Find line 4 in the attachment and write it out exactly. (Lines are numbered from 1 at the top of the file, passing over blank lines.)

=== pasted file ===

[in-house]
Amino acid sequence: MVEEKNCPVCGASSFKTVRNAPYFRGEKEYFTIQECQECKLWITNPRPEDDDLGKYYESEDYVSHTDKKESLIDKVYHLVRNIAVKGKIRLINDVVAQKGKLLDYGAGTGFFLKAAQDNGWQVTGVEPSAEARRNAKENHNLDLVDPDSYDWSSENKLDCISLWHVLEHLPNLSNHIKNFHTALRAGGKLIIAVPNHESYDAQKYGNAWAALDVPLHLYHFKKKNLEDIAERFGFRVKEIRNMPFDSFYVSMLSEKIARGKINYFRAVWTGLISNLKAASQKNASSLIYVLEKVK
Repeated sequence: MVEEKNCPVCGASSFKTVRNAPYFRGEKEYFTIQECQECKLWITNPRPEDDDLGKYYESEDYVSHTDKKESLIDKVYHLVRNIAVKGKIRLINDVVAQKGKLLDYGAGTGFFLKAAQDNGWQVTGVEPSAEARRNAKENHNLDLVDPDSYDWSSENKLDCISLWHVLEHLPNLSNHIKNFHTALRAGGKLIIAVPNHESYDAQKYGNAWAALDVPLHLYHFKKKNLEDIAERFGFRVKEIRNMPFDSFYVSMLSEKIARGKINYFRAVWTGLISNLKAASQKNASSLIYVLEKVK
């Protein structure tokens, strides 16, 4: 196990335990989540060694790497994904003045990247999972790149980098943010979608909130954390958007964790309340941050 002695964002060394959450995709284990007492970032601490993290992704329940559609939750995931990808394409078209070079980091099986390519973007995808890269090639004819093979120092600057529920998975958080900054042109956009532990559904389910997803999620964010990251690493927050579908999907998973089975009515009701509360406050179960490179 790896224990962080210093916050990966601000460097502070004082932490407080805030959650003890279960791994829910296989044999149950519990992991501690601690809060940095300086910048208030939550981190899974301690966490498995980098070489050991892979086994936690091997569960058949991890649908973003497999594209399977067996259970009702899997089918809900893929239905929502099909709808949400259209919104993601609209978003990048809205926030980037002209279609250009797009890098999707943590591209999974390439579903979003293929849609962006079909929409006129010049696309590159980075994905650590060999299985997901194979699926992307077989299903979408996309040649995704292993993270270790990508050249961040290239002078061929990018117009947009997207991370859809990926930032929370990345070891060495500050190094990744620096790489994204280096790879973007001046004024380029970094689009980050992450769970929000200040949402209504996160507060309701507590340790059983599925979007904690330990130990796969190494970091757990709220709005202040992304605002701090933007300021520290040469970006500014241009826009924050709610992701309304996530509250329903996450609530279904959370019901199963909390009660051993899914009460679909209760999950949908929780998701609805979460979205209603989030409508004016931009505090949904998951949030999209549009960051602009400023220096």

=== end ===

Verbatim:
């Protein structure tokens, strides 16, 4: 196990335990989540060694790497994904003045990247999972790149980098943010979608909130954390958007964790309340941050 002695964002060394959450995709284990007492970032601490993290992704329940559609939750995931990808394409078209070079980091099986390519973007995808890269090639004819093979120092600057529920998975958080900054042109956009532990559904389910997803999620964010990251690493927050579908999907998973089975009515009701509360406050179960490179 790896224990962080210093916050990966601000460097502070004082932490407080805030959650003890279960791994829910296989044999149950519990992991501690601690809060940095300086910048208030939550981190899974301690966490498995980098070489050991892979086994936690091997569960058949991890649908973003497999594209399977067996259970009702899997089918809900893929239905929502099909709808949400259209919104993601609209978003990048809205926030980037002209279609250009797009890098999707943590591209999974390439579903979003293929849609962006079909929409006129010049696309590159980075994905650590060999299985997901194979699926992307077989299903979408996309040649995704292993993270270790990508050249961040290239002078061929990018117009947009997207991370859809990926930032929370990345070891060495500050190094990744620096790489994204280096790879973007001046004024380029970094689009980050992450769970929000200040949402209504996160507060309701507590340790059983599925979007904690330990130990796969190494970091757990709220709005202040992304605002701090933007300021520290040469970006500014241009826009924050709610992701309304996530509250329903996450609530279904959370019901199963909390009660051993899914009460679909209760999950949908929780998701609805979460979205209603989030409508004016931009505090949904998951949030999209549009960051602009400023220096």